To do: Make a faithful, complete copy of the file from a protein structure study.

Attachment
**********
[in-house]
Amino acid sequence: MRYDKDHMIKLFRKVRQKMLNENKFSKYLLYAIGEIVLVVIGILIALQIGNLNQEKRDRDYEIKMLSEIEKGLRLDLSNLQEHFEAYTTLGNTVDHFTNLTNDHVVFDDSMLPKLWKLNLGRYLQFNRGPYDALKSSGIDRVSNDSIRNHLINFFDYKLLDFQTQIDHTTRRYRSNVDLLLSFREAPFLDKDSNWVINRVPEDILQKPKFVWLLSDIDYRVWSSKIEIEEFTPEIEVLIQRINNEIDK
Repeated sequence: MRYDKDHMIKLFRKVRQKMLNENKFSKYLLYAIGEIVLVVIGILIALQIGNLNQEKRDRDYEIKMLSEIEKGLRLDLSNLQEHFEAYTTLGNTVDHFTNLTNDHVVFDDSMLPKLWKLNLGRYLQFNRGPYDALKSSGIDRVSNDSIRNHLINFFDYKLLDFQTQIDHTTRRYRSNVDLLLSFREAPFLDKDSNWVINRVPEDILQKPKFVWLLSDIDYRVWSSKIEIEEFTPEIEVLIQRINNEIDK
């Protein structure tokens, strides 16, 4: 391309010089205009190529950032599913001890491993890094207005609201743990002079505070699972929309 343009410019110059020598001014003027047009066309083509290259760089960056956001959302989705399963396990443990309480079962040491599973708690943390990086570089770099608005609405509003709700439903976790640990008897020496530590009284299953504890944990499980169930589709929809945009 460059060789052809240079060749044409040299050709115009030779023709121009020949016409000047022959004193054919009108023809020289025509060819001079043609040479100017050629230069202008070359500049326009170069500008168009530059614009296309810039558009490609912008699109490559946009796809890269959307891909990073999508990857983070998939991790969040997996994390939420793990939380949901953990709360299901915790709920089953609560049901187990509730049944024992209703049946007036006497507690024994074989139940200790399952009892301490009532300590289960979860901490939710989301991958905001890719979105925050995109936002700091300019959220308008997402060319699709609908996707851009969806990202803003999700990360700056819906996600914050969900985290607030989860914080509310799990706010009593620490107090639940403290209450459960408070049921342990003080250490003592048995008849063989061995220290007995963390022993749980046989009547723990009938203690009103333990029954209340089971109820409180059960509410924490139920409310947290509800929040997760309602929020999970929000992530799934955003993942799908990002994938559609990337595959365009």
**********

[in-house]
Amino acid sequence: MRYDKDHMIKLFRKVRQKMLNENKFSKYLLYAIGEIVLVVIGILIALQIGNLNQEKRDRDYEIKMLSEIEKGLRLDLSNLQEHFEAYTTLGNTVDHFTNLTNDHVVFDDSMLPKLWKLNLGRYLQFNRGPYDALKSSGIDRVSNDSIRNHLINFFDYKLLDFQTQIDHTTRRYRSNVDLLLSFREAPFLDKDSNWVINRVPEDILQKPKFVWLLSDIDYRVWSSKIEIEEFTPEIEVLIQRINNEIDK
Repeated sequence: MRYDKDHMIKLFRKVRQKMLNENKFSKYLLYAIGEIVLVVIGILIALQIGNLNQEKRDRDYEIKMLSEIEKGLRLDLSNLQEHFEAYTTLGNTVDHFTNLTNDHVVFDDSMLPKLWKLNLGRYLQFNRGPYDALKSSGIDRVSNDSIRNHLINFFDYKLLDFQTQIDHTTRRYRSNVDLLLSFREAPFLDKDSNWVINRVPEDILQKPKFVWLLSDIDYRVWSSKIEIEEFTPEIEVLIQRINNEIDK
């Protein structure tokens, strides 16, 4: 391309010089205009190529950032599913001890491993890094207005609201743990002079505070699972929309 343009410019110059020598001014003027047009066309083509290259760089960056956001959302989705399963396990443990309480079962040491599973708690943390990086570089770099608005609405509003709700439903976790640990008897020496530590009284299953504890944990499980169930589709929809945009 460059060789052809240079060749044409040299050709115009030779023709121009020949016409000047022959004193054919009108023809020289025509060819001079043609040479100017050629230069202008070359500049326009170069500008168009530059614009296309810039558009490609912008699109490559946009796809890269959307891909990073999508990857983070998939991790969040997996994390939420793990939380949901953990709360299901915790709920089953609560049901187990509730049944024992209703049946007036006497507690024994074989139940200790399952009892301490009532300590289960979860901490939710989301991958905001890719979105925050995109936002700091300019959220308008997402060319699709609908996707851009969806990202803003999700990360700056819906996600914050969900985290607030989860914080509310799990706010009593620490107090639940403290209450459960408070049921342990003080250490003592048995008849063989061995220290007995963390022993749980046989009547723990009938203690009103333990029954209340089971109820409180059960509410924490139920409310947290509800929040997760309602929020999970929000992530799934955003993942799908990002994938559609990337595959365009």